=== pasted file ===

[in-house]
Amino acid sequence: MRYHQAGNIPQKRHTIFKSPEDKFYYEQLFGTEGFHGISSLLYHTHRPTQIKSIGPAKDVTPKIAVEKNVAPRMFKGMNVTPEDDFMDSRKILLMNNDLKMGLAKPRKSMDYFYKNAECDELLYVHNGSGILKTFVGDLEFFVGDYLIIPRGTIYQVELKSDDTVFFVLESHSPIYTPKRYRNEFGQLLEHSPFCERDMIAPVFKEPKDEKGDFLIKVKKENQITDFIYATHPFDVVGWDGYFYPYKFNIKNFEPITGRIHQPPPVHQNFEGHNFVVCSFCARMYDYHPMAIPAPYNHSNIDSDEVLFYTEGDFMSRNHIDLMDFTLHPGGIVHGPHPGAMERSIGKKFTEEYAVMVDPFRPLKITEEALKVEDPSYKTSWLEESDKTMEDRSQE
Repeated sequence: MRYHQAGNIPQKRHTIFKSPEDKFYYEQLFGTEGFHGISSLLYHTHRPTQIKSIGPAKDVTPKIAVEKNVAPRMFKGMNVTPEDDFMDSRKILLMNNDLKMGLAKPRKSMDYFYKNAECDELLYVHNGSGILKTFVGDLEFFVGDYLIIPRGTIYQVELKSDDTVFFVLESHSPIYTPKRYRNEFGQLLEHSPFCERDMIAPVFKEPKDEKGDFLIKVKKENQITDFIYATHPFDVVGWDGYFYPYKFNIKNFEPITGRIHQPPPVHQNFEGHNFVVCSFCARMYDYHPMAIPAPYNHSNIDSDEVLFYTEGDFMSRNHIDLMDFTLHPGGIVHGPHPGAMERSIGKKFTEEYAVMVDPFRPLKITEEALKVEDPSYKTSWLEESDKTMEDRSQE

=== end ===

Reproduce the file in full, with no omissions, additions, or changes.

[in-house]
Amino acid sequence: MRYHQAGNIPQKRHTIFKSPEDKFYYEQLFGTEGFHGISSLLYHTHRPTQIKSIGPAKDVTPKIAVEKNVAPRMFKGMNVTPEDDFMDSRKILLMNNDLKMGLAKPRKSMDYFYKNAECDELLYVHNGSGILKTFVGDLEFFVGDYLIIPRGTIYQVELKSDDTVFFVLESHSPIYTPKRYRNEFGQLLEHSPFCERDMIAPVFKEPKDEKGDFLIKVKKENQITDFIYATHPFDVVGWDGYFYPYKFNIKNFEPITGRIHQPPPVHQNFEGHNFVVCSFCARMYDYHPMAIPAPYNHSNIDSDEVLFYTEGDFMSRNHIDLMDFTLHPGGIVHGPHPGAMERSIGKKFTEEYAVMVDPFRPLKITEEALKVEDPSYKTSWLEESDKTMEDRSQE
Repeated sequence: MRYHQAGNIPQKRHTIFKSPEDKFYYEQLFGTEGFHGISSLLYHTHRPTQIKSIGPAKDVTPKIAVEKNVAPRMFKGMNVTPEDDFMDSRKILLMNNDLKMGLAKPRKSMDYFYKNAECDELLYVHNGSGILKTFVGDLEFFVGDYLIIPRGTIYQVELKSDDTVFFVLESHSPIYTPKRYRNEFGQLLEHSPFCERDMIAPVFKEPKDEKGDFLIKVKKENQITDFIYATHPFDVVGWDGYFYPYKFNIKNFEPITGRIHQPPPVHQNFEGHNFVVCSFCARMYDYHPMAIPAPYNHSNIDSDEVLFYTEGDFMSRNHIDLMDFTLHPGGIVHGPHPGAMERSIGKKFTEEYAVMVDPFRPLKITEEALKVEDPSYKTSWLEESDKTMEDRSQE